Heartworm Symptoms In Dogs (And Prevention Tips)

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Mosquito bites could lead to heartworm symptoms in dogs Heartworm disease is one of the most dangerous and life threatening diseases your dog could face. This is why prevention is absolutely key to keeping your pup safe. Learn about what causes heartworms, the symptoms, treatment and, most importantly, how you can prevent your dog from becoming infected.

What Causes Heartworms In Dogs?

Dogs can only get heartworms by being bitten by an infected mosquito. There is no other way. If you’ve heard differently, it’s not true. Not only are mosquitoes tiny but there is also no way to tell if a mosquito is infected with heartworm larvae. This is why preventing heartworms is critical.

After a dog is bitten by an infected mosquito it takes quite some time for heartworm symptoms to appear. After about 7 months, the larvae matures into adult heartworms. The heartworms then lodge into the dog’s heart, lungs and surrounding blood vessels and reproduce. Heart worms can grow up to 12 inches in length and can live 5-7 years. A dog can have up to 250 worms in their body.

What Are Symptoms Of Heartworms In Dogs?

At first, you won’t notice a difference in your dog’s behavior. However, as more and more worms develop, most dogs will begin coughing. Other signs of heartworms in dogs include the inability to exercise as much as they typically could, abnormal lung sounds, dogs passing out from the loss of blood to the brain, and retaining fluids. Unfortunately, if the heart worms are not treated, most dogs will die.

What Is A Dog Heartworm Treatment?

Before heartworms are treated, a veterinarian will perform an extensive exam including blood work, x-rays and other tests to determine the infection’s seriousness. The dog is then treated with Immiticide, which is an arsenic based product that is injected into the dog. Dogs are given 2 or 3 injections to kill the adult heartworms in the heart’s blood vessels. All of this work can cost up to $1,000 but can be done for around $300 in some places. With the right pet insurance plan you can lower that cost even more.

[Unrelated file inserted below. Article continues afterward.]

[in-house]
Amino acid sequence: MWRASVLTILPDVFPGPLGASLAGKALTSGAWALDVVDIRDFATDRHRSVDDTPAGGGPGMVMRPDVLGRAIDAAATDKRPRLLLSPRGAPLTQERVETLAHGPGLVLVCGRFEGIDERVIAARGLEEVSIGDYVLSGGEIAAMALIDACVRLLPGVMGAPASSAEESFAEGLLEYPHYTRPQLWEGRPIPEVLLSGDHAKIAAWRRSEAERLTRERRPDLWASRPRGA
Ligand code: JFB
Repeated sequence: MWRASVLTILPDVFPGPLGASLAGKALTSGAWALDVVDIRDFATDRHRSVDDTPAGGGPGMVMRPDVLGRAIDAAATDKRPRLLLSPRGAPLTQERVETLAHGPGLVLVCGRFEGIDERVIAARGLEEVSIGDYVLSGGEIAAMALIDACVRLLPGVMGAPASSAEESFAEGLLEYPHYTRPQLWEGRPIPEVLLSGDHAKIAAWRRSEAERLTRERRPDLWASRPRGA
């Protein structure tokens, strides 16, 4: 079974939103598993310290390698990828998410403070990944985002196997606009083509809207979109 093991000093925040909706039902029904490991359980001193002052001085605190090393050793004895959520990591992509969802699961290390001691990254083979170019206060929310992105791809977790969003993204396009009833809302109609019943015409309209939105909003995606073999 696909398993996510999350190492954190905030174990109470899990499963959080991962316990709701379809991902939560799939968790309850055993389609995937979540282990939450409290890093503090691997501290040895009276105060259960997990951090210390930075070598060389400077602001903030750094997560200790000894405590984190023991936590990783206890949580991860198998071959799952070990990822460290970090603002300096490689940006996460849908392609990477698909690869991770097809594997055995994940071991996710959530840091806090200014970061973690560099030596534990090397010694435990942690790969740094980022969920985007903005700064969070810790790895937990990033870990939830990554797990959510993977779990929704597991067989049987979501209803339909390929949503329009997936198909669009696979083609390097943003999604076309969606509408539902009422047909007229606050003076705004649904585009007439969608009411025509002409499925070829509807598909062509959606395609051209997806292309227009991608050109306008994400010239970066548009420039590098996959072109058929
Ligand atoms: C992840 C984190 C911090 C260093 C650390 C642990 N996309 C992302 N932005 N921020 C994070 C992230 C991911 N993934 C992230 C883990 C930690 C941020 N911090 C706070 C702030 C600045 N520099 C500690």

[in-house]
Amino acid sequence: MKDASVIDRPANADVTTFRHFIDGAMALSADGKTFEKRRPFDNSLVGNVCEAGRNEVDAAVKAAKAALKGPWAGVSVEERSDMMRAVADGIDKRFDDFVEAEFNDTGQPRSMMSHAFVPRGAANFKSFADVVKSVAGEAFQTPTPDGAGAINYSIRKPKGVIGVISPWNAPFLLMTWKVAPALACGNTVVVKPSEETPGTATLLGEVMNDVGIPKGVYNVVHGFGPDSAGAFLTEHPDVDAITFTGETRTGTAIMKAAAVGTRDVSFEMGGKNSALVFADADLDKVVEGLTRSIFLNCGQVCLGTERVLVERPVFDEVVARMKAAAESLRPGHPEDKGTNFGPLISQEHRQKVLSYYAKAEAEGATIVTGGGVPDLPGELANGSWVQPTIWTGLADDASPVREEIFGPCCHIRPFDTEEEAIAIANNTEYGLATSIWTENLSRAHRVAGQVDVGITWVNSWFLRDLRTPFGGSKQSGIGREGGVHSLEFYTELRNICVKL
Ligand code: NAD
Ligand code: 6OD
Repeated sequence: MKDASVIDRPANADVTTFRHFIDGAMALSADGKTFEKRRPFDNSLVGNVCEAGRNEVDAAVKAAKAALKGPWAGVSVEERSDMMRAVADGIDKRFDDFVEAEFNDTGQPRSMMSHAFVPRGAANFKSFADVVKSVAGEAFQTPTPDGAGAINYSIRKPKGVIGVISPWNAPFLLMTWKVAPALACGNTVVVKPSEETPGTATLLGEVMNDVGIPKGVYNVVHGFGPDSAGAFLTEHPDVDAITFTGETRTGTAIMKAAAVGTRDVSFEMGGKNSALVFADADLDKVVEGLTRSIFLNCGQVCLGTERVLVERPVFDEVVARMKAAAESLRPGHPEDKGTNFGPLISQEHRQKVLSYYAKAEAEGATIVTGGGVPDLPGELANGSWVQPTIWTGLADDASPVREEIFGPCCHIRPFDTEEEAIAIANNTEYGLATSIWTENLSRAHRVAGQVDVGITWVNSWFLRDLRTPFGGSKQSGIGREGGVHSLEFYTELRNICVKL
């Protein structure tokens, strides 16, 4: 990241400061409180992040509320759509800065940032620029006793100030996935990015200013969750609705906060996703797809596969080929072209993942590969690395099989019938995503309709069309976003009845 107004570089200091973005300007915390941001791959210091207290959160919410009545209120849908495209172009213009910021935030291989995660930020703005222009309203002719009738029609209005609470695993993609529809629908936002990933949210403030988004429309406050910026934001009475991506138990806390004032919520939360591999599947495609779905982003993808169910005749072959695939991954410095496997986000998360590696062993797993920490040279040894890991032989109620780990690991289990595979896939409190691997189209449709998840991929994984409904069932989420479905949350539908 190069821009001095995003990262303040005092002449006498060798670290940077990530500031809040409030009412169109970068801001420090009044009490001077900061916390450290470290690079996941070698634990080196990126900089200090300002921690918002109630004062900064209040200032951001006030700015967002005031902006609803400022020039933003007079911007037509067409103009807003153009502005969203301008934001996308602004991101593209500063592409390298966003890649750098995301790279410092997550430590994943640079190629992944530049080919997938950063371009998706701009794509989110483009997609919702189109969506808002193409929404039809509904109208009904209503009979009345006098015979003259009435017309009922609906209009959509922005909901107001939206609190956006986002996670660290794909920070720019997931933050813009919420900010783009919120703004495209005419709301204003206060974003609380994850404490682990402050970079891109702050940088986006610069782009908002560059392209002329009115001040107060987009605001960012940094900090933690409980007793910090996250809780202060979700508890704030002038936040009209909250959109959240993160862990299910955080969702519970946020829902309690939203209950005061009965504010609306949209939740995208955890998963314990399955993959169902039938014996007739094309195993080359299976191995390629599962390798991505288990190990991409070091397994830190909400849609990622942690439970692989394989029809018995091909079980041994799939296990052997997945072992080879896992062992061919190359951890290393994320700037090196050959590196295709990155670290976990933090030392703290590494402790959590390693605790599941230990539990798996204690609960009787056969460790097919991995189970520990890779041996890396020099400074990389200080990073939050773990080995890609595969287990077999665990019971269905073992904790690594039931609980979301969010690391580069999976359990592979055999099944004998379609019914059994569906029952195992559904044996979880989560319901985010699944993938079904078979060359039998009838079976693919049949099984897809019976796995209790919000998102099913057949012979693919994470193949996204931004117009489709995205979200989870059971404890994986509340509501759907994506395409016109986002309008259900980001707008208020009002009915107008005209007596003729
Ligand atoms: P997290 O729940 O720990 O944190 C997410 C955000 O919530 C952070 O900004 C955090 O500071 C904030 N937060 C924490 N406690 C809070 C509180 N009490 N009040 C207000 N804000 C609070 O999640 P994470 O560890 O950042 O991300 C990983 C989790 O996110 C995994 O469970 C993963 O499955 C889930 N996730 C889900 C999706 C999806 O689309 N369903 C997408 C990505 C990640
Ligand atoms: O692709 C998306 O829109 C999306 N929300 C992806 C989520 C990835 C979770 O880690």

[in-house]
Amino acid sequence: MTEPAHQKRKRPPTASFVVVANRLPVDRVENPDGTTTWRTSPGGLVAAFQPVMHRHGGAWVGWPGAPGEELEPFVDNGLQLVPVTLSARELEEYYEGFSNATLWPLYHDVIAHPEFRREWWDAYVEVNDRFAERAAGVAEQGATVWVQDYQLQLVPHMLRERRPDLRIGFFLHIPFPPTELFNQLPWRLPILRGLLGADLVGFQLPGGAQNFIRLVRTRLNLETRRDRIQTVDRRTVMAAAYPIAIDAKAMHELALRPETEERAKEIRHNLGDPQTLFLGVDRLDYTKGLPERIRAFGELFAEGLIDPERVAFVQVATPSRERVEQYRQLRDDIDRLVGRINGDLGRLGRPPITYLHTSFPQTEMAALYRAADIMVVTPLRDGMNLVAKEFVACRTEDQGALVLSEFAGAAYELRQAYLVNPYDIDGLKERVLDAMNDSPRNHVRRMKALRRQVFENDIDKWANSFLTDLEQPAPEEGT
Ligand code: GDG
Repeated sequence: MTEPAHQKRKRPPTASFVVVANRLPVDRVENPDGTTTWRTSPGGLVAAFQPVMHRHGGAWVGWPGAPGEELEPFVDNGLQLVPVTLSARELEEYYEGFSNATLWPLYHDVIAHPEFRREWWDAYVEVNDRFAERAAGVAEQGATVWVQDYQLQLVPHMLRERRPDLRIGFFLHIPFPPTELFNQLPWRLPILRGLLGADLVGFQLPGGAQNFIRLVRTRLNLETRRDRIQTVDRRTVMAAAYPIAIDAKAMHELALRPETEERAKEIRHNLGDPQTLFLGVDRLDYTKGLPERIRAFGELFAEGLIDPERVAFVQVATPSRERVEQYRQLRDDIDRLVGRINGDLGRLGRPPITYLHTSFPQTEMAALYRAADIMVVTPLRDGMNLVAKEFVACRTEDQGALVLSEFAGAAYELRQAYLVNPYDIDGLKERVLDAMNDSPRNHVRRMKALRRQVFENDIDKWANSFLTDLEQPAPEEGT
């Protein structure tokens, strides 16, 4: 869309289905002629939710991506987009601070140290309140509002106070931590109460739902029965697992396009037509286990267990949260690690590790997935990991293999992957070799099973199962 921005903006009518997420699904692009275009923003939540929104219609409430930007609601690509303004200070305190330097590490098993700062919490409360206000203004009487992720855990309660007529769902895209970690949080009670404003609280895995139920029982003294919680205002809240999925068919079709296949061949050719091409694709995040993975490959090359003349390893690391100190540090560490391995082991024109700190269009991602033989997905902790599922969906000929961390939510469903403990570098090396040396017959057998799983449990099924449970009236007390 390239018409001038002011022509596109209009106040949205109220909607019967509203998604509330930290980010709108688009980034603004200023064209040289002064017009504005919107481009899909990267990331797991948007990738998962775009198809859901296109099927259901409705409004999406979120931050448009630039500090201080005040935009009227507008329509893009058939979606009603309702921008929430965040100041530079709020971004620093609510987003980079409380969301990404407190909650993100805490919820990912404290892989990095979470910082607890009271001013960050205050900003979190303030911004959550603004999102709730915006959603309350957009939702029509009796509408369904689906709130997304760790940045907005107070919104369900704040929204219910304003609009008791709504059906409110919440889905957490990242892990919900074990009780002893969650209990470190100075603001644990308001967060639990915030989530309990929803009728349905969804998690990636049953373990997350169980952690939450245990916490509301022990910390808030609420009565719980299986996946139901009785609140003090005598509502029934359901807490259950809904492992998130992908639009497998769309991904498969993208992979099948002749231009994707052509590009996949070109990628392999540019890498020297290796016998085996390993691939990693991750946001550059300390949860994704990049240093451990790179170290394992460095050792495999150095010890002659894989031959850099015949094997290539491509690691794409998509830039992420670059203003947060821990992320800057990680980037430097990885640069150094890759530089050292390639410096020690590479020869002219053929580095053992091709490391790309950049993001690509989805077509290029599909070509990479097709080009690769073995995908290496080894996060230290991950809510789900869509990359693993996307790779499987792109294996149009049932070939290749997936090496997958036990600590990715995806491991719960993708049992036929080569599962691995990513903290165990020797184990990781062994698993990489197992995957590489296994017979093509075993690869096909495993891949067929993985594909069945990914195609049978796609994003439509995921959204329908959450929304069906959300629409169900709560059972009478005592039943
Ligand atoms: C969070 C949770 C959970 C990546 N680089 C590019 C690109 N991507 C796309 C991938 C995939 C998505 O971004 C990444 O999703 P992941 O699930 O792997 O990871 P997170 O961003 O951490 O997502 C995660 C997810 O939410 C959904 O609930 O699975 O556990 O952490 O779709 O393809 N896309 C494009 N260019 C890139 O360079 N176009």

How To Prevent Heartworms

Prevention is so important because 100% of dogs exposed to infective heartworm larvae become infected. Doing your part to prevent heartworms in your dog is the best way to go. You can give your dog monthly pills or apply topicals to your dog’s skin to prevent heartworms. You can also give your dog a 6 month injectable. The cost of preventative treatment is worth it compared to the damage that could be caused by heartworms.

Heartworm Disease Video

Find out more about Heartworm Disease in this video:

Heartworms are not the only worms that dogs can get. Learn about roundworms, tapeworms, hookworms and whipworms.Read more about buying inexpensive heartworm preventative medications online.

Has your dog ever been infected with heartworms?

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Growing up, Kimberly used to get the sniffles when she was around dogs. Thankfully, she grew out of her allergy and is now able to play and snuggle with dogs as much as she wants! She and her husband adopted Sally, a four-year-old hound mix, in early 2017, and she has brought so much joy into their lives. Life as pet parents has been very rewarding.

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Stephen Bush
The heartworm indisposition is a precarious death-dealing affair that can affect your canine companion frequently. It’s a disease which is transferred from one furry member to other by means of an infected mosquito bite. The inferior part is that after your dog being bitten by an infected mosquito these parasitic worms may migrate to your pooch’s heart and lung, and live there for a longer period of time if not healed timely. Although a dry cough, tiredness after moderate work, the problem in breathing are the common symptoms of heartworm, still there is no such clinical symptom is present. Thus, it is always recommended to take preventive measure by taking an experienced veterinarian consultation to make sure your dog is not going to be infected by the life-threatening heartworm in the first place.
Dee Francis
Thanks for posting these symptoms of heartworm in dogs. I thought that the information in this post for treatments for dogs was really useful. Asking a vet to give my dog injections that can get rid of his heartworm seems really good to know. I found some other useful information in this infographic about the heartworm life cycle,. It has some interesting information that pet owners should know about how female worms release large amounts of microfilariae into the bloodstream, and how they can grow to be twelve inches long. I didn’t know about that before looking at this infographic, so this could also be helpful for other pet owners out there.